BANGKOK - A steady drizzle shrouds much of Bangkok and the view is more than magical from Wat Sraket, a gilded temple sitting on an artificial hill.
Mr Pongsapat Pongcharoen, the leading candidate of the Bangkok gubernatorial elections set for March 3, takes a breather after seeking blessings. He stares into the horizon, brows purposefully furrowed, like the captain of ship out at sea. It's a posture he maintains for a few awkward minutes as photographers swarm around for the best shot.
An hour later, he will reprise this pose by a fetid canal, his gaze penetrating its brackish waters as vendors hurry past with their wares. Again, the cameras will go click, click and click.
Life on the campaign trial is like a grittier version of the Truman Show. In the 1998 satire, the character played by Jim Carrey discovers to his horror that every moment of his life is captured on screen and plots an escape from this artificial world. Fast forward to present day Bangkok, where 24 candidates - including former governor Sukhumbhand Paribatra - are vying for chance to run the capital city of Asean's second largest economy . Mr Pongsapat, who is representing the ruling Puea Thai party, not only loves the lens but courts its glare.
"Thay ruup! Thay ruup!" the middle-aged ladies call out, requesting to be photographed with the former deputy national police chief, who, in his trademark white shirt with rolled-up sleeves looks younger than his 57 years. Manga-style Puea Thai campaign T-shirts take another 20 years off his lean frame. Mr Pongsapat agrees to every single request, flashing a dimpled smile obligingly.
The political rookie may have an uphill task convincing residents in the Democrat stronghold to give him their votes, but he proves adept at milking Thailand's political papparazi for its worth.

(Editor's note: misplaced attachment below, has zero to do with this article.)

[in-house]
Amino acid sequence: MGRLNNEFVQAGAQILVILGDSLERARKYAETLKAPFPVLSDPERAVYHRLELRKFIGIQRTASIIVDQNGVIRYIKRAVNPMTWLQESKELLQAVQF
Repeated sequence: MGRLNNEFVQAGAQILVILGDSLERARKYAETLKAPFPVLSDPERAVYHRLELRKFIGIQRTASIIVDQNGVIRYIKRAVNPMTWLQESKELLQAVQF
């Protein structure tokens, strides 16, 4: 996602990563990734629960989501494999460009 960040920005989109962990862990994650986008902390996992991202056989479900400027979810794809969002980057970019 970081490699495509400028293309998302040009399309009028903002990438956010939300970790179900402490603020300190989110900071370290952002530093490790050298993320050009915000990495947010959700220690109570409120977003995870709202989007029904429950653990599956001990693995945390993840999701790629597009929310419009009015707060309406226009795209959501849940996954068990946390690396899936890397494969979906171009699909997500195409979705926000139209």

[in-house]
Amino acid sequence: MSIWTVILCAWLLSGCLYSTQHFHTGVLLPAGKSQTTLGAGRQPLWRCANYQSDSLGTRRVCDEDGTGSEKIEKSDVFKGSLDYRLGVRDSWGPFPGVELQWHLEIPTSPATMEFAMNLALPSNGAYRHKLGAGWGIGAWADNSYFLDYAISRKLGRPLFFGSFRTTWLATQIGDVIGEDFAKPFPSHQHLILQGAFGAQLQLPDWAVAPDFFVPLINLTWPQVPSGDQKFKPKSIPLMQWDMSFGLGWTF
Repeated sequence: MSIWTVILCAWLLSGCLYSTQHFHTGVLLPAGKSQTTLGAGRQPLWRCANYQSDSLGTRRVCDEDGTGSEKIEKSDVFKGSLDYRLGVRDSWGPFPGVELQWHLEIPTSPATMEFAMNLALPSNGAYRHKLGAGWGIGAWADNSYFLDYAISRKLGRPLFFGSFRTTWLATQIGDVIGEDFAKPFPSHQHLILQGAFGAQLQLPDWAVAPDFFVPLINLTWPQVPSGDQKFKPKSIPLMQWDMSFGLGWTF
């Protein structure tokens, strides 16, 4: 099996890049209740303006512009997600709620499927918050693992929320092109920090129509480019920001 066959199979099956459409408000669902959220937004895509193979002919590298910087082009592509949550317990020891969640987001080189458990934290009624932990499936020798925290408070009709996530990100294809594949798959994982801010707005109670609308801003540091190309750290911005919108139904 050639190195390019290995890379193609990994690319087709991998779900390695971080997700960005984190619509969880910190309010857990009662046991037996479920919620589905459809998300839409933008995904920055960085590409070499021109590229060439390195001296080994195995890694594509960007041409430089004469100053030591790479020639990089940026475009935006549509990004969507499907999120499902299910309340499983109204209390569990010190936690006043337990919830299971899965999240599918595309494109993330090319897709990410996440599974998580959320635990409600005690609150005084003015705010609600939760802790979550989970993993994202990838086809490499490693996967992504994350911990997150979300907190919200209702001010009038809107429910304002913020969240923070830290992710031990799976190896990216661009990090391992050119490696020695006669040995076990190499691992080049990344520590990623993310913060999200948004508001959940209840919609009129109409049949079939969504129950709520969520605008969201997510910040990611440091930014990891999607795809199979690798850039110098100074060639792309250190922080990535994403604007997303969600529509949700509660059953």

At Bo Bae market, where hundreds of clothing vendors spill onto the sidewalks, Mr Pongsapat spies a nun in standing by the road. Where are you going, he asks her, and she replies that she is returning to her temple. Almost on cue, a public bus trundles up. He escorts her up the steps by lightly holding on to her elbow.
The nun looks mildly bemused. Monks and nuns, after all, can't vote in Thailand.
Puea Thai supporters fan out ahead of his arrival, handing out stalks of roses to vendors lining his route. The idea is for vendors to present the roses to Mr Pongsapat when he arrives, though the odd stalk remains firmly in the hands of reluctant individuals.
Nearing the end of his morning trail, he ducks into a corner of the market and emerges on a footbridge over Phadung Krung Kasem canal. On a peculiar clearing on an otherwise crowded and slippery span, stands a white board propped up against an easel.
He pulls up a plastic stool next to the whiteboard and begins sketching out his plans for the area. There will be more parks and spaces built for vendors over the canals, he says, deftly working his marker. Financing will come from the Bangkok Metropolitan Administration as well as the government, he adds, beaming at his Puea Thai colleague seated next to him.
And the cameras snap away.
The "impromptu" news briefing is over in a couple of minutes. The stools are cleared, and the easel disappears, and locals eagerly push their motorcycles back to their rightful parking space.